North-coastal Sydney Aboriginal history
The area covered by the ‘North Coastal’ part of the website is, broadly, Wyong to Kirribilli and from the coast, west to the valley of the Lane Cove River. One reason is that this represents the areas where the language now often referred to as ‘Guringai’ was spoken in 1788. It was a big area, and while there were several regional variations merging into other languages, everyone would have understood one another. Of course other languages like Daruk, Darkinyung and Awabakal were spoken in the region as well.
Another reason is a historical one. After the terrible smallpox plague soon after the arrival of the First Fleet, the northside Koori population reduced enormously – some estimates put it at only ten per cent remaining. This meant that by 1795 the north side of the Harbour was almost empty of its Koori inhabitants.
Meanwhile an adventurous young man named Bungaree, who probably was born north of Broken Bay, was becoming familiar with the colonists. He went exploring with Matthew Flinders, he knew some of the Sydneysiders and he seemed to have liked the bustling life of the town. In about 1800 he made camp near Kirribilli and brought some of his extended family down from the north to the Harbour. They must have liked what they saw too, and Kirribilli become one of their many regular camps or stopping places.
This meant that the influence of Bungaree and his large family made itself felt over the north and south of Broken Bay - the same area where the Guringai language was spoken.
That’s the same area that we recognise today as ‘Guringai language country’, and the area covered by the North Coastal part of the website A History of Aboriginal Sydney.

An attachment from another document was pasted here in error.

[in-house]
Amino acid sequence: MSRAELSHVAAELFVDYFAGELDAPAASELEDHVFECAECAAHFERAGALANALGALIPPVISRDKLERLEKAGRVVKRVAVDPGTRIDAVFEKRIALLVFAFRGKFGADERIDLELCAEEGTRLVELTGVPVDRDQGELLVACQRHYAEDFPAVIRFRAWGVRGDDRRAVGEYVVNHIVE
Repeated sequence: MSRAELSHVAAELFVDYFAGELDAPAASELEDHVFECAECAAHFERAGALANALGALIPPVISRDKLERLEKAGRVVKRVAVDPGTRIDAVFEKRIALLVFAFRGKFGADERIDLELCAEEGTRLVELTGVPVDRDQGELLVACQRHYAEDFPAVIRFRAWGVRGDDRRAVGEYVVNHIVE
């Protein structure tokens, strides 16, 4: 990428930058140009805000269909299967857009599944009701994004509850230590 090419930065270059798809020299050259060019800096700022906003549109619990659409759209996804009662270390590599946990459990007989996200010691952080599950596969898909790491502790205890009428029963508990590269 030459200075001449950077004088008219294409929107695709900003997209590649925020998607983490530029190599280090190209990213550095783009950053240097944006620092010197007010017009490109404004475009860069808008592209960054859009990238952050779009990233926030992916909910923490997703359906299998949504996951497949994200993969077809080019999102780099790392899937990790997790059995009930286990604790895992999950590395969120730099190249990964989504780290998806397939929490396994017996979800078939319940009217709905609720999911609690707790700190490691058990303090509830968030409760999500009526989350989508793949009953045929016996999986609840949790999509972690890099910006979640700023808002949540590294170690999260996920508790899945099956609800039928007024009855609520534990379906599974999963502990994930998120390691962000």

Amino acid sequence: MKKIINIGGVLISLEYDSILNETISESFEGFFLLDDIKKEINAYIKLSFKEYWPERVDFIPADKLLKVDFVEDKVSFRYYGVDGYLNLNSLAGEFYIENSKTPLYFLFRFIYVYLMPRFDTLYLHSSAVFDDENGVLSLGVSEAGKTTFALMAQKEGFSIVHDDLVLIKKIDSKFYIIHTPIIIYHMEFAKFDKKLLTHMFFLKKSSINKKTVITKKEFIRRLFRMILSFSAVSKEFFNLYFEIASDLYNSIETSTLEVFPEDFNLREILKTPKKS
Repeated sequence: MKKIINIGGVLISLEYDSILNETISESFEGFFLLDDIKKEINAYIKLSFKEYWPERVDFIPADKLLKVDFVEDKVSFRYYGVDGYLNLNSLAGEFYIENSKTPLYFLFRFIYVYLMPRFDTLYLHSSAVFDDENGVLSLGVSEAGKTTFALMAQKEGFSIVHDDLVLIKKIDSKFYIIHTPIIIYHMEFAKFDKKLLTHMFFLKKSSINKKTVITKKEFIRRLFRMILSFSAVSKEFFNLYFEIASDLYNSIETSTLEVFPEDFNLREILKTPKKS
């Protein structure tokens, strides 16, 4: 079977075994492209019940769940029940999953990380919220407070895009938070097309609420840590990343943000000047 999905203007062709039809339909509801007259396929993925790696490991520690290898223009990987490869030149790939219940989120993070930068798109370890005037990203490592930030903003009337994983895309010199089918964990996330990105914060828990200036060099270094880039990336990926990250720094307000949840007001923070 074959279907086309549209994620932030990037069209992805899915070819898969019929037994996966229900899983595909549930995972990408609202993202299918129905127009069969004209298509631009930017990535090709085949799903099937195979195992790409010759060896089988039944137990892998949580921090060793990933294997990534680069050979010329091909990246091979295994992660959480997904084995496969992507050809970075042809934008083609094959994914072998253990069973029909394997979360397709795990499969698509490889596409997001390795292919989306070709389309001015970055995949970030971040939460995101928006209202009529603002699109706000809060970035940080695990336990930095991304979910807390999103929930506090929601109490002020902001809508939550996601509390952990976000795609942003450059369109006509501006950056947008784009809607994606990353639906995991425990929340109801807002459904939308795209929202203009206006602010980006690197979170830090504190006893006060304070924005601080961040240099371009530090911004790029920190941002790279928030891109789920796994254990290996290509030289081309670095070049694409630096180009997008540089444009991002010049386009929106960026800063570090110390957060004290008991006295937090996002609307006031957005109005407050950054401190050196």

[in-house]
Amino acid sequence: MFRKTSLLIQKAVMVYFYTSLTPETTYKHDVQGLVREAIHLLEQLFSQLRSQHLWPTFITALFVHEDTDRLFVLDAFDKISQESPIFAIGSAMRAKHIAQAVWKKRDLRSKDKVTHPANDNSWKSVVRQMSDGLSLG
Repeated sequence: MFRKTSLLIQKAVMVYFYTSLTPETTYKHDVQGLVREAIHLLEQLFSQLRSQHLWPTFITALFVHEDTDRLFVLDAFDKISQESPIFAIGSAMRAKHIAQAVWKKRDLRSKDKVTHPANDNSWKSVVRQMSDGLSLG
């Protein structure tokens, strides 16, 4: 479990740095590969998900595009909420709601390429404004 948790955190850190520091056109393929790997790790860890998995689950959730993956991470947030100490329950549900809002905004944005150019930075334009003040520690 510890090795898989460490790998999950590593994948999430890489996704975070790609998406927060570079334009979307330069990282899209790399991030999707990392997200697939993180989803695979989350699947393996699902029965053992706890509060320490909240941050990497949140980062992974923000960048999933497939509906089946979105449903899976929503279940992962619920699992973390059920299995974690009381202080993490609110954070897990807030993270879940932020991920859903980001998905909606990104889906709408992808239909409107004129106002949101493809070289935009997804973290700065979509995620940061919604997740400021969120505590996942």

What languages were spoken in this region?
In 1892 the ethnographer John Fraser used the term ‘Kuringgai’ for a ‘nation’ which he showed extending along the coast north of Sydney Harbour. He said the name Kuring-gai meant ‘men’. Tracey Howie, 2010 Chairperson of the Guringai Link Aboriginal Corporation, relates that ‘Wannungini is our traditional name’.
In 1940 the anthropologist Norman Tindale gave the name ‘Kamaraigal’ as the name of the tribe (not the language) in the Sydney area. In the 1960s the linguist Arthur Capell believed, partly through studying a language list provided by Bungaree’s son Long Dick, that there was a separate northside language which he said, was convenient to call Kuringgai. Kuringgai (Guringai) was spoken ‘on the north side of Port Jackson, east of the Lane Cove River to the coast, and as far north as Wyong and Tuggerah Lake, merging into ‘Awaba’.
This the area covered in this history, and on the map.
Since the 1970s archaeologists and anthropologists working in the Sydney region have adopted Capell’s names for the linguistic groups, with some amendments.
The archaeologist Val Attenbrow concludes her discussion of Sydney clan names and languages by noting how the widespread use of these present day language names by Aboriginal communities is a common way of maintaining local identity and affiliation with land over areas that incorporated more than one clan estate, especially in Sydney where the original land-based entities such as tribes who had responsibilities for clan estates have not survived. Their descendants still live in many parts of the region. (Attenbrow 2003, pp. 33-35)
Let’s remember that Aboriginal culture was not and is not static but keeps on evolving and changing with time. We will never know all the names as they were spoken by Koori people in 1788. What we have now is fragments, some in Aboriginal oral history and some in European interpretation. Knowledge as we currently know it is a mixture of both. To be sure of linguistic ‘correctness’ is a fanciful idea.
As in other areas of Australia, several Aboriginal languages were spoken within a single area. In the northern part, the most common language spoken after Guringai, was Darkinyung, and in the west of our area, Daruk would have been heard and mostly understood.
Most people believe that the language which we now call Guringai was the language most commonly spoken in the area covered by the map.